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Movies about real people are always a problem for me. I want to know what really happened and what the screenwriter made up. I find it less of a problem if the "real" people lived a long time ago. Idi Amin is finally dead, but he certainly strode the world stage during my lifetime. The new film, The Last King of Scotland is based, not on Idi Amin's actual story, but on a novel of the same name, that presented a fictionalized version of Amin's life. In particular, the character of the young Scottish doctor, Nicholas Garrigan (James MacAvoy), who becomes Amin's intimate and confidante, is a fiction. Garrigan's character is very loosely based on an former English soldier, Bob Astles, who was an associate of Amin's. Actually, the film is very different from the book, so it is a fictionalized version of a fictional book. That being said, the broad strokes of the story of Amin and his violent rule of Uganda is correct. But even well known historical events, such as the Entebbe hijacking, are not presented as they actually happened.
Of course, lots of great movies have been made that played fast and loose with the facts. And The Last King of Scotland is very good. In the film, Amin is played by Forest Whitaker. The pictures above show Whitaker and his alter ego. Forest Whitaker has had a very idiosyncratic acting career, playing big lugs with big hearts but also with an edge. His first breakout part was a small supporting role as a pool hustler in The Color of Money, followed by Platoon, Good Morning Vietnam, Bird, and then another small part with a big impact in The Crying Game. But it is in Idi Amin, that Whitaker has found the role of a lifetime. The Last King of Scotland has won him many awards including the Best Actor Oscar. Even in supporting roles, Whitaker really grabs the focus when he is on screen. But he is front and center in The Last King of Scotland as the larger than life Amin. He fits the role physically. He is 6' 2", and 220 lb. And he just reaches through the screen and grabs you. James MacAvoy, in his first big role, stands up to Whitaker pretty well. It is rumored that MacAvoy's next role will be as Scotty in Star Trek XI. The supporting cast is also good, led by Kerry Washington (Ray), as one of Amin's wives who MacAvoy has an affair with, and Gillian Anderson (Forever Scully from The X-Files), as an aid worker who wants to have an affair with MacAvoy. He also has a thing with a woman he meets on the bus. You get the idea.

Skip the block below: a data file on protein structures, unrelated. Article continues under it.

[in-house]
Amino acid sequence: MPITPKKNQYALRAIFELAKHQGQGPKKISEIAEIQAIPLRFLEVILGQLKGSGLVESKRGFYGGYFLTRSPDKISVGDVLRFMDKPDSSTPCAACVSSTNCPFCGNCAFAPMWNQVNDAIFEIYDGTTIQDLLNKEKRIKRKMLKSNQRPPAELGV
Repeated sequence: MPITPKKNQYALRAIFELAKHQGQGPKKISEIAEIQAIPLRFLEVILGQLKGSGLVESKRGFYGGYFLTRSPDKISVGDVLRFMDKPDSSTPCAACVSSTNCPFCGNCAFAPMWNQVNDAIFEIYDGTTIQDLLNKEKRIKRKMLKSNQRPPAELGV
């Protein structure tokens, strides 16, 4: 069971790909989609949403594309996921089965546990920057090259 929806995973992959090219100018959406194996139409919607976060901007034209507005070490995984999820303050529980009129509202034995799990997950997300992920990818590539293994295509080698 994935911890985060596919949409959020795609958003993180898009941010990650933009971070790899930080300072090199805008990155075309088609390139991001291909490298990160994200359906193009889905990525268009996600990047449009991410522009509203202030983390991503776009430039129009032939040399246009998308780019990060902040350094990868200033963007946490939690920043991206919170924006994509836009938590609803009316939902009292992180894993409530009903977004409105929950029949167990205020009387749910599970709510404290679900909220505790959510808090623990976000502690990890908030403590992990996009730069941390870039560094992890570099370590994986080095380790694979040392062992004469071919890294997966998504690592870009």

The Last King of Scotland film has some similarity to Hotel Rwanda but it is much more focused on the higher ups than Hotel Rwanda which focused on the hoi polloi. There is some graphic violence and showing of dead bodies etc. etc., but there is less than in a lot of movies that I have been seeing lately (Apocalypto, Letters from Iwo Jima, Pan's Labyrinth). The Last King of Scotland is directed by Kevin Macdonald, whose only other directing credit is for Touching the Void. I think Macdonald was smart and just said "roll it," and let Whitaker do his thing. It's definitely worth it for you to just sit back and watch Whitaker do his thing. He deserved the Oscar.